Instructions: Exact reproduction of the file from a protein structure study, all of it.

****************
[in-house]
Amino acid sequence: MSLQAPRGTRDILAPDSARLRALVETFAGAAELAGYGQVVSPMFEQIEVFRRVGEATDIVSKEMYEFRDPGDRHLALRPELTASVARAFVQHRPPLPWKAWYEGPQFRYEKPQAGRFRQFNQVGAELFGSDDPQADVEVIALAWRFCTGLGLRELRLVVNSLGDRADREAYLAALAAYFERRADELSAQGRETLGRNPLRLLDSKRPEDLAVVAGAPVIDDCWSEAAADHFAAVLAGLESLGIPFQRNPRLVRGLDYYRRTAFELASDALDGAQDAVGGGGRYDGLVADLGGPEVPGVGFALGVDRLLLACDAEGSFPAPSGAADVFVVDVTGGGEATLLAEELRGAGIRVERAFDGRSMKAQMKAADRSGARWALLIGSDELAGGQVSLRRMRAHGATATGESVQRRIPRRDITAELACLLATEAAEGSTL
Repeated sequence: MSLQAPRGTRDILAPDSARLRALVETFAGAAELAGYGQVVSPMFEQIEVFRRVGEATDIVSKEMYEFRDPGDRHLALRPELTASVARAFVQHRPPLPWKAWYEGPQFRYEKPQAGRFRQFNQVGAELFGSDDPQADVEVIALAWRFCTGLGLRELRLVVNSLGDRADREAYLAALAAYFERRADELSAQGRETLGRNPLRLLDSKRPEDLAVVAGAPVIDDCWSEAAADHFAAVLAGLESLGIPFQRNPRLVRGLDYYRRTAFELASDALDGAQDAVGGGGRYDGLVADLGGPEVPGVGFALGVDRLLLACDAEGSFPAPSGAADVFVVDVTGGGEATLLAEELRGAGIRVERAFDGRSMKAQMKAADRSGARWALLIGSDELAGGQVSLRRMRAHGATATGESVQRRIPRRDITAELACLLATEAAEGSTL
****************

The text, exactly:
[in-house]
Amino acid sequence: MSLQAPRGTRDILAPDSARLRALVETFAGAAELAGYGQVVSPMFEQIEVFRRVGEATDIVSKEMYEFRDPGDRHLALRPELTASVARAFVQHRPPLPWKAWYEGPQFRYEKPQAGRFRQFNQVGAELFGSDDPQADVEVIALAWRFCTGLGLRELRLVVNSLGDRADREAYLAALAAYFERRADELSAQGRETLGRNPLRLLDSKRPEDLAVVAGAPVIDDCWSEAAADHFAAVLAGLESLGIPFQRNPRLVRGLDYYRRTAFELASDALDGAQDAVGGGGRYDGLVADLGGPEVPGVGFALGVDRLLLACDAEGSFPAPSGAADVFVVDVTGGGEATLLAEELRGAGIRVERAFDGRSMKAQMKAADRSGARWALLIGSDELAGGQVSLRRMRAHGATATGESVQRRIPRRDITAELACLLATEAAEGSTL
Repeated sequence: MSLQAPRGTRDILAPDSARLRALVETFAGAAELAGYGQVVSPMFEQIEVFRRVGEATDIVSKEMYEFRDPGDRHLALRPELTASVARAFVQHRPPLPWKAWYEGPQFRYEKPQAGRFRQFNQVGAELFGSDDPQADVEVIALAWRFCTGLGLRELRLVVNSLGDRADREAYLAALAAYFERRADELSAQGRETLGRNPLRLLDSKRPEDLAVVAGAPVIDDCWSEAAADHFAAVLAGLESLGIPFQRNPRLVRGLDYYRRTAFELASDALDGAQDAVGGGGRYDGLVADLGGPEVPGVGFALGVDRLLLACDAEGSFPAPSGAADVFVVDVTGGGEATLLAEELRGAGIRVERAFDGRSMKAQMKAADRSGARWALLIGSDELAGGQVSLRRMRAHGATATGESVQRRIPRRDITAELACLLATEAAEGSTL